Waaaay back in November, when I actually had money and was spending too much time mooching around Cardiff in an attempt to avoid essays and revision, I headed into Waterstone’s and bought too many books. One of those books was Why I’m No Longer Talking to White People About Race by Reni Eddo-Lodge. As a white person who has never faced any race-related battle (and probably never will), I knew I had to pick this up. It was definitely worth the read! It's pretty fitting to chat to you about this book this week, as I've just finished writing an essay about racism in journalism so I'm allll over the subject.
The book starts off with a brief history of black people in the UK. I can remember once questioning why my GCSE history course contained one female and the rest of the course was dictated by white males, but I honestly didn’t realise how little I knew about black history in my own country. I actually didn’t know much (barely anything, in fact) about slavery in the UK…can you believe that?! So, there’s me being called out for my ignorance within the first few pages. I really appreciated the first chapter giving a briefing on black history in the UK because it makes it much easier to navigate the next few chapters.
The book discusses how corrupt the system is and I found the “Fear of a Black Planet” chapter particularly interesting. For example, a fully qualified black man (I’m talking degree level qualified) has as much chance of getting a job as an unqualified white male. I really don’t think I can explain how horrifying some of the stats were.
I also enjoyed a chapter named “The Feminism Question”, which actually reflected on something I’ve been pondering for a while. Why are feminists all for ‘women supporting women’ until it’s a black woman who needs that support? Reni chats about an interview she had with a woman in this chapter who clearly was not about supporting all women and it’s truly inspiring to read about her resilience.
I think what made Why I’m No Longer Talking to White People About Race so impactful to me was that we are living in this moment. Reni talks about the past, definitely, but she also talks about present issues such as the case of Stephen Lawrence and the casual racism that, on the whole, British society has allowed in. I have always been aware of my own white privilege and I’ve always tried to speak up about topics that I feel strongly about and can use my voice for, equality and racism being two of them, but after reading this book I was insanely inspired to speak out about more things that I disagree with; with that said, please feel free to call me out if you ever think I’m being ignorant.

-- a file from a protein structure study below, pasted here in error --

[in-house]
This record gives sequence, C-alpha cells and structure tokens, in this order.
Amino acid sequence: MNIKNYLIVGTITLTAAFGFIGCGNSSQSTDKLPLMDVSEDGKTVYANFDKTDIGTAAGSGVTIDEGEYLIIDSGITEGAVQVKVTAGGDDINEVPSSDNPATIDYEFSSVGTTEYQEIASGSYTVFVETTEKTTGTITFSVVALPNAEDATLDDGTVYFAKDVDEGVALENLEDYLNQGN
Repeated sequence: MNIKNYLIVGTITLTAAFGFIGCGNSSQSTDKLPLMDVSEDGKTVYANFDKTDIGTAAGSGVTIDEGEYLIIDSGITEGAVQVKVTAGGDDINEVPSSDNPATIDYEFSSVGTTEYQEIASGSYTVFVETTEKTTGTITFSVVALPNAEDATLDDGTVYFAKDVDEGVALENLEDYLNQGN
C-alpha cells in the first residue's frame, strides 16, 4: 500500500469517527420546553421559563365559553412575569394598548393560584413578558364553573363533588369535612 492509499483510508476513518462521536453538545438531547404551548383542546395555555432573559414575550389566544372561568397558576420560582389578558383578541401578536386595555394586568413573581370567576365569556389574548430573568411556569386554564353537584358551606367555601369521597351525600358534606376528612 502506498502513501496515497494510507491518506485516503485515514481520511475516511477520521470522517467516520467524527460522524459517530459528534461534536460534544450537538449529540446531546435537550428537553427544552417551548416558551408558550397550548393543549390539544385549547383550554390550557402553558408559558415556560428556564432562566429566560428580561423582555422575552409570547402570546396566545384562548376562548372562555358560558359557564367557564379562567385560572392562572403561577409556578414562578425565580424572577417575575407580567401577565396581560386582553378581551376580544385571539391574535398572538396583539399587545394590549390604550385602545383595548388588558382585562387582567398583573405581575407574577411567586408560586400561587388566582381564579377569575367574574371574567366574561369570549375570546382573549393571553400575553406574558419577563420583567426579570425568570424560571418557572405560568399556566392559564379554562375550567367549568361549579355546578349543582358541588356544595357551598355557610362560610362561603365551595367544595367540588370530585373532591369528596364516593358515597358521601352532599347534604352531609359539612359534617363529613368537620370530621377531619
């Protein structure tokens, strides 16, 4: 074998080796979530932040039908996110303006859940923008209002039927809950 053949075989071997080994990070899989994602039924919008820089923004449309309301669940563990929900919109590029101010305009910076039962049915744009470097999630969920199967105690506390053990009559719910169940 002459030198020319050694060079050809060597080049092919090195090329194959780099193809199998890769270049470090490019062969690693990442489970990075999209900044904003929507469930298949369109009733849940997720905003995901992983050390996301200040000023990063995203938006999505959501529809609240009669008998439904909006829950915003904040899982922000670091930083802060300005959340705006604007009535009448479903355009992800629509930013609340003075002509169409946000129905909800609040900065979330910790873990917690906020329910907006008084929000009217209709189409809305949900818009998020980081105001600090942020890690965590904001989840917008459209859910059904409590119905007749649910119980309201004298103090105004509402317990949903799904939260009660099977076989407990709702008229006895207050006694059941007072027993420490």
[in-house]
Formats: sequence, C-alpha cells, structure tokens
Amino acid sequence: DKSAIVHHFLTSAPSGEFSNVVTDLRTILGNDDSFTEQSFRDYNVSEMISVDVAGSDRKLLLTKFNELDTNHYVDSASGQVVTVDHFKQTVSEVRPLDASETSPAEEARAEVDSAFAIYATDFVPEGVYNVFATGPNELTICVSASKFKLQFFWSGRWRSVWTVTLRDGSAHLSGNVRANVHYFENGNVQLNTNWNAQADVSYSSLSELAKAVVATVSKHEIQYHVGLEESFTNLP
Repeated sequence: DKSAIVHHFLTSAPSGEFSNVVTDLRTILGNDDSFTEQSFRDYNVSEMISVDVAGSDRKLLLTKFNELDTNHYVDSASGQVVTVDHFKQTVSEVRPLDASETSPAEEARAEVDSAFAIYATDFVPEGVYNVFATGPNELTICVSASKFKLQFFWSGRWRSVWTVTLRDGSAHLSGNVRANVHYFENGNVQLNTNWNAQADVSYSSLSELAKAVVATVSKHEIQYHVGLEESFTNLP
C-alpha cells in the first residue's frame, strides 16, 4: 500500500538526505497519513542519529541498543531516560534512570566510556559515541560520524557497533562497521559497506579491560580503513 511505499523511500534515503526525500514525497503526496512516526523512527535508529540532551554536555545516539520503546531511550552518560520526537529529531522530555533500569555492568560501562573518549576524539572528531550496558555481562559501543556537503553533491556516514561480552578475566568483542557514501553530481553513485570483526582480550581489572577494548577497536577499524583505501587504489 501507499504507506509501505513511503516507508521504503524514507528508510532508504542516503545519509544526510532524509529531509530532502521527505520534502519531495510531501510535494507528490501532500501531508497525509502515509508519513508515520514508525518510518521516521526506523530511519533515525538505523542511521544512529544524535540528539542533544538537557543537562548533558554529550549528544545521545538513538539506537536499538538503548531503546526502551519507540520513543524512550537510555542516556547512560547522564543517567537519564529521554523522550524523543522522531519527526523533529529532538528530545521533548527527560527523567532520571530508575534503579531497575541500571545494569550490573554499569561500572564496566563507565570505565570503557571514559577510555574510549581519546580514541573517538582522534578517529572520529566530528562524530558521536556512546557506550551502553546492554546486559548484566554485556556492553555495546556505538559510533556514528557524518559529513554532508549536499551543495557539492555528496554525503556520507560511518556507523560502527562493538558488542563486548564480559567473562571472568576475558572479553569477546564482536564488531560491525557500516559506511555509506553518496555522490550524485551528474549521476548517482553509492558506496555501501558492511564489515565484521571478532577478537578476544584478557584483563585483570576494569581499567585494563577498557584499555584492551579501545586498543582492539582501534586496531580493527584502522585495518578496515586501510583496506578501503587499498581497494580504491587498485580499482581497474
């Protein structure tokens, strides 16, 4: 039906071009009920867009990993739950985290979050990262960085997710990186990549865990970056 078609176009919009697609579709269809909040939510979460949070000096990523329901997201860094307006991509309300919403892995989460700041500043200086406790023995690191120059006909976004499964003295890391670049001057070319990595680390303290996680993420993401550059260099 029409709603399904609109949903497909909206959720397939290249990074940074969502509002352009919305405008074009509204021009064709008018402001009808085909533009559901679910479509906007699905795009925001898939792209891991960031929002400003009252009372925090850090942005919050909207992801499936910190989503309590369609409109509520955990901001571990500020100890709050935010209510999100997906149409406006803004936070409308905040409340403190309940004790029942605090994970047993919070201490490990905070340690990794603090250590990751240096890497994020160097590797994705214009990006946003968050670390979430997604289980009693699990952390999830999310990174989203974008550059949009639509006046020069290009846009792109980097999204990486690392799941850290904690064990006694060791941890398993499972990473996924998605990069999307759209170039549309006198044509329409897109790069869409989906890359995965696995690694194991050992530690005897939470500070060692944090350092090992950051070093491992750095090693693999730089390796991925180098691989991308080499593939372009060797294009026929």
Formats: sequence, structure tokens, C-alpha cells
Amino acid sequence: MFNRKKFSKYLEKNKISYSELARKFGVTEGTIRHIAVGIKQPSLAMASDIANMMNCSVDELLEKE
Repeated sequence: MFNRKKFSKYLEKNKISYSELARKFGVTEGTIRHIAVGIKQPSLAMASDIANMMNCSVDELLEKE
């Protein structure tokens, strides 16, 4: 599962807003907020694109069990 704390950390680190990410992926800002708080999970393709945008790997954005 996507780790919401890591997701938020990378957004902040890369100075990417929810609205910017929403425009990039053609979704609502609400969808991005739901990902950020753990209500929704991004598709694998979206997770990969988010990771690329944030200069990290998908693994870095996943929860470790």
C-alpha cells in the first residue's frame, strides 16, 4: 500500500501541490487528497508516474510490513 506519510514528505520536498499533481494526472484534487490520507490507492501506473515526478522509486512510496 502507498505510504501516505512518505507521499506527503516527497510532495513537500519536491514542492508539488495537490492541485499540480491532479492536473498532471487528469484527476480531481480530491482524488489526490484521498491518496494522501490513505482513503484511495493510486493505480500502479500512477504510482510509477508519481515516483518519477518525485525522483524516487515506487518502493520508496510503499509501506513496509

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Disclaimer: I have collaborated with Hunkemoller for this blog post, however all words and opinions are my own.
Okay, that title is a lie. Things do look good on me, but that thought runs through my head more times in a day than I’d like to admit. As a female who doesn’t fit the most popular beauty norms, I am definitely not as kind about my body as I should be sometimes.
I have big boobs, big hips and a big bum. Of course, I have a lil’ tum too, but I’m learning to love that. When I wear relatively fitted clothing, my body doesn’t look too bad. But the thing is, I hate wearing fitted clothes. Baggy t-shirts are my comfort dream, but looking like a shapeless marshmallow is not my ideal. It doesn’t help that I put on and lose weight extremely quickly, thanks to my PCOS. If I have a few days of bad eating, I can definitely notice it. Don’t even start me on how bad I look when I start my period. My stomach is honestly like a rock.
Finding clothes that look good on your body and also allow you to feel comfortable and confident is something that I came to terms with sometime last year. I now know that I will never step foot in a Topshop dressing room without wanting to cry, because they make their clothes for women who don’t carry a pair of DDs on their chest. Don’t even start me on buying trousers and jeans, unfortunately Fashion Nova are the only place I can buy a pair of trousers from that can get around my booty and hips and still accentuate my waist – and I really don’t want to support fast fashion.
Have I also mentioned I’m 5’8”? So just to tot everything up for you; I have to shop in tall sections, big busted ranges and sometimes plus size sections so that I can squeeze my hips and backside into a skirt. ASOS have recently created a line for those of us with bigger busts, and the incredible brand Hunkemoller have swimwear and lingerie to suit any body type. They so kindly sent me a bikini from their DD+ section, and let me tell you that it fits like a dream. No more feeling shit for having to pick up an XL bikini just to fit the girls in and then tying it ridiculously tight around my back, or grabbing a pair of bottoms in a size up so my bum isn’t on full show, but then the front of the bikini goes all wrinkled and weird (girls, you know the deal).